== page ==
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To understand what I mean, for three days I stared at a formula that looked Greek. Its semantics of relationship was unknown. The mathematics was just one long blur without logic and making no sense. I came back and forth to it. Then one day it was like a veil was lifted over my head and everything "clicked" and made sense.

I remember some of the best mathematics advice I received was "sometimes things click with repeated exposure and this happens a lot in mathematics." I never paid attention to this until I learned to appreciate this "click" phenomenon which I would like study in a more scientific manner but don't know the term(s) I should be looking for.

Thus why I'm here:

is there even a name for this "click" experience in mathematics?

There is a name for Déjà vu which even is studied, but what about the "click"?

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There are concepts like insight and the Aha moment which are similar to what you describe.

However, the aha moment is more aligned to flashes of insight to discrete problems. While this could be relevant to the experience you are describing of learning mathematics, perhaps you are also describing a more gradual process of learning. Mathematics can be quite complicated. With each iteration of practice, reflection and consolidation, an you typically learn more. At first you made need to go through the material just to get an organising framework. Then on a second read, you can start to apply the organising framework to your interpretation. The meaning of the text and symbols begin to be stored in long term memory, so you can start to focus on the broader meaning rather than spending substantial cognitive resources on the components.

So in general, what you are describing sounds a lot like the process of cognitive skill acquisition. If you want to learn more you could read something like Anderson (1982). Basically, this is a movement from effortful and error prone performance to fluent and relatively error free performance. Thus, at a certain point, you reflect on your performance and you realise that you have acquired the skill.

References

  • Anderson, J. R. (1982). Acquisition of cognitive skill. Psychological review, 89(4), 369-406. PDF
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    $\begingroup$ I remember reading, in a book on intuition, that conscious problem solving / information integration is possible only up to a certain limit of complexity (the level of this limit depending on your intelligence), and that for problems with a volume of information that exceeds our conscious capacity unconscious processing does the job (the success depending on what you might call your "unconscious intelligence", which is higher than your conscious intelligence). This is Einstein dreaming of Relativity Theory, understanding once you stop focussing, sleeping over a difficult decision etc. $\endgroup$ – user3116 Jun 22 '13 at 8:48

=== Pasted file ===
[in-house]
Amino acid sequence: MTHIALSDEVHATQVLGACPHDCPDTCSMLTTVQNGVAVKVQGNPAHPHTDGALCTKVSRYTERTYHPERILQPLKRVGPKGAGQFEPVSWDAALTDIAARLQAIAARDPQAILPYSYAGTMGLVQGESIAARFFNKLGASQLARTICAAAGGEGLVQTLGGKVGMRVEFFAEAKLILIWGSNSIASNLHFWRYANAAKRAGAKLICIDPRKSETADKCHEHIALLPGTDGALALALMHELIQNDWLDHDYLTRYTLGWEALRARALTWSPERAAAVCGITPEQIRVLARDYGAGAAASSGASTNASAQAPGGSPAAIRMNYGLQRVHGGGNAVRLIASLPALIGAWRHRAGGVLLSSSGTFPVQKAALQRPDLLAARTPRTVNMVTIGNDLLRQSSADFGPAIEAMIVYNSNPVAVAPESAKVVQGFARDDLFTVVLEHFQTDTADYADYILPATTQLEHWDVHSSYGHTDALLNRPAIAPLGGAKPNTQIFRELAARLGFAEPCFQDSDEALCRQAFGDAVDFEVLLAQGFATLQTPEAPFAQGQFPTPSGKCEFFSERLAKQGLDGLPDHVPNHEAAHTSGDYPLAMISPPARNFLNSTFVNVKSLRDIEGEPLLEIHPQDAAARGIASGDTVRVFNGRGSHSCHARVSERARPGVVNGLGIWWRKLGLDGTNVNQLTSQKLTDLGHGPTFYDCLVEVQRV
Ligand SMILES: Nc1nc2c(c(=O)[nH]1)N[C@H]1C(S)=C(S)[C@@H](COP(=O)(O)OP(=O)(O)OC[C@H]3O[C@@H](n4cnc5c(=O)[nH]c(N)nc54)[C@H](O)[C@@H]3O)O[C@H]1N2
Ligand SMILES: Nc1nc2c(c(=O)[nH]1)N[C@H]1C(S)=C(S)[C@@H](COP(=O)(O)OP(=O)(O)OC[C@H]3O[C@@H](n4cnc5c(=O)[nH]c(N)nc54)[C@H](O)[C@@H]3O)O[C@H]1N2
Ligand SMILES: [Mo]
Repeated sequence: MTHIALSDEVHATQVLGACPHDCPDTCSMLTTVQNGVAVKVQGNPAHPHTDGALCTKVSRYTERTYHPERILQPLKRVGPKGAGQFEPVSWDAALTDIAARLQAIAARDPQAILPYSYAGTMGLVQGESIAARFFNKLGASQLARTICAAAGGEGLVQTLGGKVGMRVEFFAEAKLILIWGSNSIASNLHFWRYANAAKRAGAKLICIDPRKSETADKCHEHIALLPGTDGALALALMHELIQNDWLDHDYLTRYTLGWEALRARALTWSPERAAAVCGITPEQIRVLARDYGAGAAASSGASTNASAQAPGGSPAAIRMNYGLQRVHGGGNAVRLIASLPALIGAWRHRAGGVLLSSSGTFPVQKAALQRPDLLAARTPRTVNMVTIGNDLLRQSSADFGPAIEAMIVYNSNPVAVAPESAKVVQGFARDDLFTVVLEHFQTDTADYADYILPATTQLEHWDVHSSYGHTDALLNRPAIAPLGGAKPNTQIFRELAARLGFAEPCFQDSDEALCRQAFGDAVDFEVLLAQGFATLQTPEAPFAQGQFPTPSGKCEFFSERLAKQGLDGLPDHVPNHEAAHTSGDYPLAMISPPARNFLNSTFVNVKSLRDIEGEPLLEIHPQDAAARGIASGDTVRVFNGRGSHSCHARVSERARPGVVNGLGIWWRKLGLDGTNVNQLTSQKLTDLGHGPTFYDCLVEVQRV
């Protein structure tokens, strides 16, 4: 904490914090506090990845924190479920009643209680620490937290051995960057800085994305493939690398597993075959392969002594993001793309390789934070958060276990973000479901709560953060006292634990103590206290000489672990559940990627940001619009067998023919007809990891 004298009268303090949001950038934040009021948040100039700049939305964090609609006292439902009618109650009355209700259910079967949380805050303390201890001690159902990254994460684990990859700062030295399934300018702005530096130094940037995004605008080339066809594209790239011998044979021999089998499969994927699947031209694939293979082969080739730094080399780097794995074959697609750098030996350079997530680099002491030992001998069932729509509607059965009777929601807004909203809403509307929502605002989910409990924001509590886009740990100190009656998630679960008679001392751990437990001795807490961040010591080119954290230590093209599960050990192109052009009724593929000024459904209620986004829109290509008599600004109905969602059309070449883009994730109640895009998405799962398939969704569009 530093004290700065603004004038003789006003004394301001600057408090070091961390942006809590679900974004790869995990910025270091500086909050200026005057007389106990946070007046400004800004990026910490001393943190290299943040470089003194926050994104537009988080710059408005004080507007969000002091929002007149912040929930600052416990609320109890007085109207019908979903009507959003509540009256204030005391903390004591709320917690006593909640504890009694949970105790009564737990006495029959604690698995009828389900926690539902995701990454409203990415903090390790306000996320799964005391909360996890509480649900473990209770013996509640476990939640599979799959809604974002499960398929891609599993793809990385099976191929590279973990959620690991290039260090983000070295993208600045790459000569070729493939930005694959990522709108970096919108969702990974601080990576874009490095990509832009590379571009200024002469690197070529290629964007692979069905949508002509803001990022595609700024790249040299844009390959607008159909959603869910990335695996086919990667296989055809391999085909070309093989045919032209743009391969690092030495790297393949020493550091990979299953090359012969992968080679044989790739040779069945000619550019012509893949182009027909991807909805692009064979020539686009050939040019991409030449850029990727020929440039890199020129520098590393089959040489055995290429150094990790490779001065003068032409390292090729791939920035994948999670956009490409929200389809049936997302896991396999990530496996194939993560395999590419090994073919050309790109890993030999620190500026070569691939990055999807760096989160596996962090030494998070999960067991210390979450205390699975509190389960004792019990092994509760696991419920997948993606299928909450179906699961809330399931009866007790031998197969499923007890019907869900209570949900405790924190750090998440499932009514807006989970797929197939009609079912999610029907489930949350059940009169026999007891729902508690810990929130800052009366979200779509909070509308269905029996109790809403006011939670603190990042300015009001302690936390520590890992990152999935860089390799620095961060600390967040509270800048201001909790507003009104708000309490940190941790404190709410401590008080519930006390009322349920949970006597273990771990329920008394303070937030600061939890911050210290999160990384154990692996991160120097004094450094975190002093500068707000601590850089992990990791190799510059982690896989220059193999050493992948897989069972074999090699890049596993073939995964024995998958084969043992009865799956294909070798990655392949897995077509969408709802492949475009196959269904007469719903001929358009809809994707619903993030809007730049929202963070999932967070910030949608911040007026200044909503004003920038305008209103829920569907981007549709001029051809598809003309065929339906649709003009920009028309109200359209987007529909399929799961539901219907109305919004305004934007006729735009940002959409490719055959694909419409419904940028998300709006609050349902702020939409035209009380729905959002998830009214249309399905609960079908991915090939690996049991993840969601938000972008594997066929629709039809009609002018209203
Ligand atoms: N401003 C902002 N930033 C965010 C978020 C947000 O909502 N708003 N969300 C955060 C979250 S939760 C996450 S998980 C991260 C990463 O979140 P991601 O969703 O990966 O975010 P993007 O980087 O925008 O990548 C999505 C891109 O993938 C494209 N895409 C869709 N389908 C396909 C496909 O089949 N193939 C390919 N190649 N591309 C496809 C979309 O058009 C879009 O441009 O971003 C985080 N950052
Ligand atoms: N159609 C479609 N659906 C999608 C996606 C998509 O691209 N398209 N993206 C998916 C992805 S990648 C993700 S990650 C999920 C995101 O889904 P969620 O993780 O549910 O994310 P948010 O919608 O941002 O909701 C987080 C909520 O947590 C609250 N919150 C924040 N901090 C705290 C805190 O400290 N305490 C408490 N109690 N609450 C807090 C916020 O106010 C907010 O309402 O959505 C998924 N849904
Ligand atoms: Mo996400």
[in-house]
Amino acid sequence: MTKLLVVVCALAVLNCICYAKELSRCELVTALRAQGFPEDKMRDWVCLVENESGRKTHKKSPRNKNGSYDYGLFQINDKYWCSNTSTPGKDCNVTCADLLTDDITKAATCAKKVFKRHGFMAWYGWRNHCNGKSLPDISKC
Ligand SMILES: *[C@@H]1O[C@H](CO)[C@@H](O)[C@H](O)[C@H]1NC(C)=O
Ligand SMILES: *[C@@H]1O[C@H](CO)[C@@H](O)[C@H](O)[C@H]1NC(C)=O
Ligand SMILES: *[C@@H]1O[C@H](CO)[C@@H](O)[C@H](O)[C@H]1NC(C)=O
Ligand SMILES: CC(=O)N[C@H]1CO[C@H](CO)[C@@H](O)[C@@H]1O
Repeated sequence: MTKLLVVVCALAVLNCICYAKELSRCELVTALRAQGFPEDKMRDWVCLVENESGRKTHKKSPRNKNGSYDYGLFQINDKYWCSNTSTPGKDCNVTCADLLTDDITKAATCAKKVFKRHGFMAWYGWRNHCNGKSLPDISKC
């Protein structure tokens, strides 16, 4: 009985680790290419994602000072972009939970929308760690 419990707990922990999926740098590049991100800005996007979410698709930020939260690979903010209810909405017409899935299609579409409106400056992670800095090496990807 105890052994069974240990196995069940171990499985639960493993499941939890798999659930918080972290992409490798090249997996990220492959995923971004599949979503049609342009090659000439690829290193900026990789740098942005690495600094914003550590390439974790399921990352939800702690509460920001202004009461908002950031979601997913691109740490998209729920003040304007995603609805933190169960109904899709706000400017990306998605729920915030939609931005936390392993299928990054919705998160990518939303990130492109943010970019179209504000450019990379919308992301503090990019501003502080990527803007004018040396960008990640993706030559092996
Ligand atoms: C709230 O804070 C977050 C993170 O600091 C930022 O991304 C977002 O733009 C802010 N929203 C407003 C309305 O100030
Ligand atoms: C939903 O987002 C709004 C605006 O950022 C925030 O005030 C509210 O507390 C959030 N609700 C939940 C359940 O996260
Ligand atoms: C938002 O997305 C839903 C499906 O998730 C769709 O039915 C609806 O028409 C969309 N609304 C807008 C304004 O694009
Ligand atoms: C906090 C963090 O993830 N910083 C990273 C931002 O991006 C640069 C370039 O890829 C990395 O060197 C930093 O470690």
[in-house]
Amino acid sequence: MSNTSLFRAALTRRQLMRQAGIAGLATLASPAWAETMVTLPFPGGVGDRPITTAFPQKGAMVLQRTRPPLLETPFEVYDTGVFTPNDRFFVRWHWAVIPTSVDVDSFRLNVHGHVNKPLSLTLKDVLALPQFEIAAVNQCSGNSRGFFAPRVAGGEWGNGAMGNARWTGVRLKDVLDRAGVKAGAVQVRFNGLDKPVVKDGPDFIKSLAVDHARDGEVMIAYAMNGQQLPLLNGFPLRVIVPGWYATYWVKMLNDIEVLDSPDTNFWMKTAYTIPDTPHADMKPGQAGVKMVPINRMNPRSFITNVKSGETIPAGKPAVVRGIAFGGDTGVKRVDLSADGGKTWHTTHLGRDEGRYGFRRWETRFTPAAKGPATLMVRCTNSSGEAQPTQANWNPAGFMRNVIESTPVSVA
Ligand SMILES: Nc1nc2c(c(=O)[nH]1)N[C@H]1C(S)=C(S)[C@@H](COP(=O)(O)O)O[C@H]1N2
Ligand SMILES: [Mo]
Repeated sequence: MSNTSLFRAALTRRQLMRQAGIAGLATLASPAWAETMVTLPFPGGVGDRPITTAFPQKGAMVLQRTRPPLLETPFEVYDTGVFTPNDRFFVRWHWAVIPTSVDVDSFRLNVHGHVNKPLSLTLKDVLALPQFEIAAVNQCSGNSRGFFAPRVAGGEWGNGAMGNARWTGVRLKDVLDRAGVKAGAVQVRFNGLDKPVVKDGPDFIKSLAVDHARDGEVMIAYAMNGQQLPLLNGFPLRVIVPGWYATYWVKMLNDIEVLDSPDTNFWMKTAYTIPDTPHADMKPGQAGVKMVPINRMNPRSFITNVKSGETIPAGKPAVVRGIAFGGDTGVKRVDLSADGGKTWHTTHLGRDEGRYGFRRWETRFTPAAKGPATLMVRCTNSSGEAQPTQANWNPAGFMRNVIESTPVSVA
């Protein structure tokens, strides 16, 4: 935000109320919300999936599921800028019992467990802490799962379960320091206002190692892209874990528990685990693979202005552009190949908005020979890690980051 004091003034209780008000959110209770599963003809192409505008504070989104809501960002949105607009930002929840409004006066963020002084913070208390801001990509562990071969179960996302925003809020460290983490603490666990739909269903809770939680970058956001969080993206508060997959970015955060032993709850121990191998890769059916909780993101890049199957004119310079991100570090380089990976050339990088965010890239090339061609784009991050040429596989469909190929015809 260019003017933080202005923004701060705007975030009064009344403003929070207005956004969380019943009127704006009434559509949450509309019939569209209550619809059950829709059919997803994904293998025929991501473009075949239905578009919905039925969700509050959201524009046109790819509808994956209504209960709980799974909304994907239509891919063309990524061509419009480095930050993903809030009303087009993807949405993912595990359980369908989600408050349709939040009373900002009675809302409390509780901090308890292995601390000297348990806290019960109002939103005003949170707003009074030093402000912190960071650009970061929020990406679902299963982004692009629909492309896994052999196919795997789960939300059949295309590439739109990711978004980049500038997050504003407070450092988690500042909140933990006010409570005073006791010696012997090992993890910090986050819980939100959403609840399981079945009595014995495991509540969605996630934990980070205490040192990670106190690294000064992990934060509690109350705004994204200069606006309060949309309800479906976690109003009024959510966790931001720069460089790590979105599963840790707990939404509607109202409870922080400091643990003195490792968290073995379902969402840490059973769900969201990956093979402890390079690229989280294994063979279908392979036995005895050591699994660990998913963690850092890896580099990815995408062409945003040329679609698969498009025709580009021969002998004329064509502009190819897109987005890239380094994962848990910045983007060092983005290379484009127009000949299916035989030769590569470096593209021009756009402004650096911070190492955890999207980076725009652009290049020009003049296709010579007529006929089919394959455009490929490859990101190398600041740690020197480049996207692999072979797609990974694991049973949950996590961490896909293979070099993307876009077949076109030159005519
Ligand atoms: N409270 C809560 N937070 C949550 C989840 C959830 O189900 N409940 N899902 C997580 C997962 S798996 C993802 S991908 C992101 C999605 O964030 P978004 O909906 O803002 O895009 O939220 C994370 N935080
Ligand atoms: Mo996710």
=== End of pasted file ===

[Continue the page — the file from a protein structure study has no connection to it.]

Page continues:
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    $\begingroup$ So what I believe is that most of this cognitive skill acquisition is unconscious, and the "click" happens when the final understanding is "reported to" your consciousness. -- If I were going to become an experimental psychologist, this would be one of my areas of research. But statistics simply doesn't "click" with me :-) $\endgroup$ – user3116 Jun 22 '13 at 10:20
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A similar feeling is described by Poincaré and Hadamard about the mathematical invention. For instance, Poincaré recounts: "I turned my attention to the study of some arithmetical questions apparently without much success [...]. Disgusted with my failure, I went to spend a few days at the seaside, and thought of something else. One morning, walking on the bluff, the idea came to me, with [...] the [...] characteristics of brevity, suddenness, and immediate certainty."

You can find their studies in the book and the paper mentioned below:

Jacques Hadamard. An Essay on the Psychology of Invention in the Mathematical Field, https://press.princeton.edu/titles/5896.html

Henri Poincaré. “Mathematical creation”. The Monist, Volume 20, Issue 3, 1 July 1910, Pages 321–335, https://doi.org/10.1093/monist/20.3.321

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